Table of contents:
- 1. Can we politicians still believe?
- 2. Is Austria a country that is more susceptible to corruption than average?
- 3. What is needed for more transparency? And can corruption be prevented?
- 4. What can voters do?
- 5. How can one counteract the information chaos?
- 6. How should it go on?
- 7. What are the consequences of all the international scandals for Austria?
Can we still trust politicians? How can corruption be prevented? And how is it going to be in the future? Political scientist Kathrin Stainer-Hämmerle has the most important answers - and demands on the system.
May 17, 2019: The publication of the Ibiza video put Austria in a state of political emergency and spelled the end of the turquoise-blue coalition. Kurz and his cabinet was denied confidence at the time and he was removed from office. It was the first motion of censure in the history of the Second Republic to be successful. Kurz became the chancellor with the shortest term in office.
After a transitional government, the ÖVP nominated Sebastian Kurz shortly afterwards as the top candidate for the National Council election. They reached a clear one Election victory with 37.5 percent of the vote. Together with the Greens they formed a coalition.
October 9, 2021: Federal Chancellor Sebastian Kurz resigns. Become daily new chat logs presents that burden him in terms of infidelity and corruption. He denies the allegations. It is the presumption of innocence. Many questions arise in the population. The seven most urgent answers Political scientist Kathrin Stainer-Hämmerle:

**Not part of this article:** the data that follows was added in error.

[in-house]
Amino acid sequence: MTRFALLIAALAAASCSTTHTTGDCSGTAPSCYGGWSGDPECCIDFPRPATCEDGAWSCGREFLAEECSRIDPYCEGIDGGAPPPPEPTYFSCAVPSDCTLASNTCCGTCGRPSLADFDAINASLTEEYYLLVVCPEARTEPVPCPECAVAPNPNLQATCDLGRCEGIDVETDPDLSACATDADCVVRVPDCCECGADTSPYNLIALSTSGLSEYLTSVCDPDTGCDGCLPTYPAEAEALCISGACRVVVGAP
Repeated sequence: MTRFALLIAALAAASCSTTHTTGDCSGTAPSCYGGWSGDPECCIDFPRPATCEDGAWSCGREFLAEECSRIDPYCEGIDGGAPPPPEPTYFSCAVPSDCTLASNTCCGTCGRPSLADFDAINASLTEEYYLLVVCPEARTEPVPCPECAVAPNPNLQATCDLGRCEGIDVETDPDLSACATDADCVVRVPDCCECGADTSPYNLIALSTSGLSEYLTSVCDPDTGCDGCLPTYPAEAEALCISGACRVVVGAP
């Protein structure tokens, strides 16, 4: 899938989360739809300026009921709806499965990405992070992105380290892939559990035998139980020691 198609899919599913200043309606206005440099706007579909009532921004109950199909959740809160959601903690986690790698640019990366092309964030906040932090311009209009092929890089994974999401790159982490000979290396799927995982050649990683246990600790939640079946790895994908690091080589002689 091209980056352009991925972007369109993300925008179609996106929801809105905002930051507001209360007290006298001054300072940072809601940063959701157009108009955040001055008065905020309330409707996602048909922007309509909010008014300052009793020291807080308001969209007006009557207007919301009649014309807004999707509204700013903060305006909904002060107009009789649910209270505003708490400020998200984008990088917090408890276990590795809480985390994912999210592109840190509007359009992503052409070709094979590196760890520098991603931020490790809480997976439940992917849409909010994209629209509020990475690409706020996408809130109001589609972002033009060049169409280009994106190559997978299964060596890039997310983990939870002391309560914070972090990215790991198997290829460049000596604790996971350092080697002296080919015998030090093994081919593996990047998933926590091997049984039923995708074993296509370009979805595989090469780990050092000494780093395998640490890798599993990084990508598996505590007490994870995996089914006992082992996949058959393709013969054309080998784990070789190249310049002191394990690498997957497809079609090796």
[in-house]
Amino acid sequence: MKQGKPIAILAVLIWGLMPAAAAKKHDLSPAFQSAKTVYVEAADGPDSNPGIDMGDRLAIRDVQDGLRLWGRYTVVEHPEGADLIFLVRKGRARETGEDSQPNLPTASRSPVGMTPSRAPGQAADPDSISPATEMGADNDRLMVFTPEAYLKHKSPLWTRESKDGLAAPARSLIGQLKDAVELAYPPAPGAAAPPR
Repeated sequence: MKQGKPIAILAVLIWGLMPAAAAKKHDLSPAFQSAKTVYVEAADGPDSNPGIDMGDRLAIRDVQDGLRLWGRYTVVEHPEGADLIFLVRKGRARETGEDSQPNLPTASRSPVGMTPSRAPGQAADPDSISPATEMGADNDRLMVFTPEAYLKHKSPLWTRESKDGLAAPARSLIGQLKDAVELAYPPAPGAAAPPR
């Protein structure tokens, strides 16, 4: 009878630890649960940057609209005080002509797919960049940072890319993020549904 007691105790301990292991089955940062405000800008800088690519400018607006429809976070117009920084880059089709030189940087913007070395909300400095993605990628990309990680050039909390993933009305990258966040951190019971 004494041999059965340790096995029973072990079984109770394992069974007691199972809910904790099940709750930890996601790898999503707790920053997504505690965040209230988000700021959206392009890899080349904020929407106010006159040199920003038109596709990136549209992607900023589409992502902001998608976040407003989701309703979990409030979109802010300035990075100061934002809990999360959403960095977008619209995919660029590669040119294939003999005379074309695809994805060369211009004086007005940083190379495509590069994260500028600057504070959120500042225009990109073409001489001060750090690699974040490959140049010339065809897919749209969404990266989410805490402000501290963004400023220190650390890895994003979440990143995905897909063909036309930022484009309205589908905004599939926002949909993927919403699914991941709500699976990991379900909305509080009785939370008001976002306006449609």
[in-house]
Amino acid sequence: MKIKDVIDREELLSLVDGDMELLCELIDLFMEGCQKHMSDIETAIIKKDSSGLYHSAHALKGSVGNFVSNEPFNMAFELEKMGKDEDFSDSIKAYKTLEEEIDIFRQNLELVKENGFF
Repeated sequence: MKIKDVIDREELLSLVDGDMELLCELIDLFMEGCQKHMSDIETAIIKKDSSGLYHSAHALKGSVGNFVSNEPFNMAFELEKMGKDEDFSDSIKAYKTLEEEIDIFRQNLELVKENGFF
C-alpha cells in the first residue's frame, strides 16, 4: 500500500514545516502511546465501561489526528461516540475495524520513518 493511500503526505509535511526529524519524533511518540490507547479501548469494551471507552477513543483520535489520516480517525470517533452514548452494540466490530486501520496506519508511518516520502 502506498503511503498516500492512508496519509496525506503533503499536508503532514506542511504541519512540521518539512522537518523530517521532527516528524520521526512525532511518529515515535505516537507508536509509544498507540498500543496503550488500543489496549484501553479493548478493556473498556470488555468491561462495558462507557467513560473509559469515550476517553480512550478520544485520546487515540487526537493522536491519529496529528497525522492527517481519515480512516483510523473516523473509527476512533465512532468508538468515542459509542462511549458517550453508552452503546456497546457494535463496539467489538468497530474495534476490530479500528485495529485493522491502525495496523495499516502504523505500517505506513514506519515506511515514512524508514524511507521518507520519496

1. Can we politicians still believe?
Stainer-Hämmerle: "I would warn against generalizing. You have to differentiate. In individual cases, a lot of the unacceptable have come to light, regardless of the criminal allegations. It is clear, however, that not every politician is like that. You can also don't talk about THE media. It is much more important now to determine what can be done differently in the future in terms of transparency, where the gaps were and how they were used. But what you have to admit: We have known many of these gaps for years. The excess of election campaign costs, the denomination of donations, the debate surrounding the advertisements - all of this was known. The only thing missing was the willingness of all parties to force more transparency here. There was not enough reaction to it."
2. Is Austria a country that is more susceptible to corruption than average?
"No. Sarkozy has now served a prison sentence because he has spent almost double the maximum amount allowed for his presidential election campaign in 2012. Italy is also repeatedly confronted with corruption. But what makes Austria special: That it is such a small country. We know each other and the line between service of friendship and exertion of influence that is politically morally incorrect or even corrupt is often blurred.